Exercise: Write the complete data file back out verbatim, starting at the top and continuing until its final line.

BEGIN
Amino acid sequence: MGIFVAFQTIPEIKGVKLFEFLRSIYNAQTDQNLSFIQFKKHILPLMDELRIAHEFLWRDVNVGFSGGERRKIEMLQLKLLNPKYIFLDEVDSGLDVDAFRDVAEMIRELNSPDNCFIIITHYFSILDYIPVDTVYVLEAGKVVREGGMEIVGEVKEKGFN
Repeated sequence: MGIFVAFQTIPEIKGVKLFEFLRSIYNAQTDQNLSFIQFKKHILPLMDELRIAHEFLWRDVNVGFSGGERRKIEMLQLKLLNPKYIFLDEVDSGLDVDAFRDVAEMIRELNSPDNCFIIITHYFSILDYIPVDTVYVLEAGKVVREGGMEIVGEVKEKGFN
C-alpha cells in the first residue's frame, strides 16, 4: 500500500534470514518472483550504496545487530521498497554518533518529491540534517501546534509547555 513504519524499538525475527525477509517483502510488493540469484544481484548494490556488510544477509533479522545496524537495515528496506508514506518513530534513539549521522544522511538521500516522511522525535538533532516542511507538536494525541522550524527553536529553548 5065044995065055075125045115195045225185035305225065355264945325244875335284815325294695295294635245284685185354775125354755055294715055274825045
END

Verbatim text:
Amino acid sequence: MGIFVAFQTIPEIKGVKLFEFLRSIYNAQTDQNLSFIQFKKHILPLMDELRIAHEFLWRDVNVGFSGGERRKIEMLQLKLLNPKYIFLDEVDSGLDVDAFRDVAEMIRELNSPDNCFIIITHYFSILDYIPVDTVYVLEAGKVVREGGMEIVGEVKEKGFN
Repeated sequence: MGIFVAFQTIPEIKGVKLFEFLRSIYNAQTDQNLSFIQFKKHILPLMDELRIAHEFLWRDVNVGFSGGERRKIEMLQLKLLNPKYIFLDEVDSGLDVDAFRDVAEMIRELNSPDNCFIIITHYFSILDYIPVDTVYVLEAGKVVREGGMEIVGEVKEKGFN
C-alpha cells in the first residue's frame, strides 16, 4: 500500500534470514518472483550504496545487530521498497554518533518529491540534517501546534509547555 513504519524499538525475527525477509517483502510488493540469484544481484548494490556488510544477509533479522545496524537495515528496506508514506518513530534513539549521522544522511538521500516522511522525535538533532516542511507538536494525541522550524527553536529553548 5065044995065055075125045115195045225185035305225065355264945325244875335284815325294695295294635245284685185354775125354755055294715055274825045